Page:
4026. Roman chickens were the first to formally adopt the effect of terror overlaid with horror and fear. This is quite understandable seeing as the Romans liked to employ realism in their art. Consider their use of the death mask; by casting the face of the dead into plaster, and using it to model portrait sculpture, they unflinchingly faced up to the frightfulness of the subject.

Sunday, December 21, 2014

Otis Escapes, parts 4019 - 4022

 4019. When the Fowler fell over backwards and thumped his head on the ground, I was quite sure that the sound I heard was simply my head being separated from my body.

 4020. We are taught from infancy what we are to do when our heads are cut off, and in our schools, even from the first grades we are drilled in the technique and have to practice it in front of our school masters. 

 4021. Not only are we taught that we must run frantically around and up and down, but great stress is laid upon just what sort of running around we are supposed to do. Running around in circles is strictly forbidden, neither are we allowed to run around is figure eights, or any other repeating patterns.

4022. The running of the dead chicken has to be random and erratic, it must be as unpredictable as possible. This is simply because any kind of geometric pattern, would seem to suggest that there is logic in the experience of death. Perhaps there is logic in death, I do not know, but if there is, we chickens and roosters are not supposed to give any intimation of it.

Saturday, December 20, 2014

Otis Escapes, parts 4015 - 4018

 4015. “Why?” said Otis, once their were united, “Why on earth were you running around in the Fowler’s yard like a chicken with your…”

 4016. “Like a chicken with my head cut off?” said the Rooster, finishing Otis’ question for him. “You see,” said the bird, “I was convinced that my head had, indeed, been cut off, and once a chicken or a rooster thinks his head has been cut off, what follows for the next few minutes is not under his control.”

 4017. “I had my head down on the tree trunk. With my left eye I could see the Fowler’s hand with the axe up in the air about to come down, and with my other eye I was looking at the rings on the tree trunk.” 

4018. “You can be sure that at that moment I was not giving any thought what-so-ever to the age of the tree and to how many years it had been allowed by its maker to shed it graceful shade upon the earth. Neither was I thinking about whether a Rooster has seven or eight rings in its scrawny neck if it is eight years old. None of those thoughts occupied me it that time.” 

Friday, December 19, 2014

Otis Escapes, parts 4011 - 4014

 4011. But a bird has eyes on opposite sides of his head for a reason. What a bird can see with his eyes arranged in that way I can hardly imagine, and added to that, they have the tendency to twitch their heads back and forth every few seconds. I presume that with the combination of the eyes seeing two different things at once and the tendency to twitch the head back and forth all the time, they must end up with a continually confused notion of their bird-brained universe.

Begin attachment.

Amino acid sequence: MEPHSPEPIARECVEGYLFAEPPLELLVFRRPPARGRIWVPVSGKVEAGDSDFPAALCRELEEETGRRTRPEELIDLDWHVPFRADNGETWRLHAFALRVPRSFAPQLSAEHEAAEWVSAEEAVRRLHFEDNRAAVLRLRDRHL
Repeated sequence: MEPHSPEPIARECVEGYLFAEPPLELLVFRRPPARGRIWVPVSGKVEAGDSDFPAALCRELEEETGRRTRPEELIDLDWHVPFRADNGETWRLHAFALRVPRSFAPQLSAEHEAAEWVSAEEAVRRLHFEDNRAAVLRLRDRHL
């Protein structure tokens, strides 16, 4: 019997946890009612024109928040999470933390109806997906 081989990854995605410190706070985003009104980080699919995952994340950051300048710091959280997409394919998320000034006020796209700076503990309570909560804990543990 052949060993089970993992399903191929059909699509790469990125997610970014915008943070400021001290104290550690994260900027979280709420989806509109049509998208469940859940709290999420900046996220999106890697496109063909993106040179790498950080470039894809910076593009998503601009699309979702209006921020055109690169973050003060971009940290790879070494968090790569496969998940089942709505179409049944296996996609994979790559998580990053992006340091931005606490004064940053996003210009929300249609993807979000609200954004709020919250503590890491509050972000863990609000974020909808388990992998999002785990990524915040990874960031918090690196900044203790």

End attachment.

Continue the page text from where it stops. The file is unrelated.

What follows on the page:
4012. This much was certain, the Rooster saw Otis crouched in the woods at a distance with his left eye, and he saw the Fowler with the axe in his hand out of his right eye. He had no time to think about the picture he saw, he just set off running as fast as his little crabbed feet would move his awkward fat body.

 4013. Nature, in the form of a tree root, intervened to save him from the Fowler, and a few minutes later he was safely reunited with Otis in the depth of the woods. Years later the Fowler would explain how he had torn his Achilles tendon on a tree root chasing a Rooster around. That was the story he would tell to explain his limp, and his need to walk with a cane. This story always elicited laughter from all his listeners, but not from the Fowler himself. 

 4014. The Fowler from that day on would go through life cursing the Rooster and swearing to avenge himself on the bird and the bird’s relatives, never for a moment giving the Rooster the benefit of the doubt, seeing as he was only trying to save his skin, which, as you know, is one of the best parts of a chicken. 

Thursday, December 18, 2014

Otis Escapes, parts 4007 - 4010

4007. The Rooster did not run away however. Otis had fled into the woods and he assumed that the Rooster would be right behind him, but he was wrong. Once he felt he was a safe distance into the woods he stopped and looked around, giving the bird a moment to catch up to him. 

4008. But the Rooster was still just a few feet from the Fowler who had not yet regained his bearings. The bird was furiously running all over the place, up and down the encampment and even right over the Fowler’s body. He ran over the axe and into and out of the fire, he overturned a pot of  boiling water and nearly scalded himself. 

4009. Suddenly he came to an abrupt halt and looked all around as if in a daze, as if in a profound moment of philosophical reflection. He looked up at the sky, down at the ground, and if you were watching him you would have sworn that he was either in the throws of some euphoric moment, or about to have an epileptic seizure, or both.

4010. While the bird was so self-absorbed and lost to the land of the living, the Fowler regained his footing, picked up his axe, and began to advance once more upon his feather covered dinner.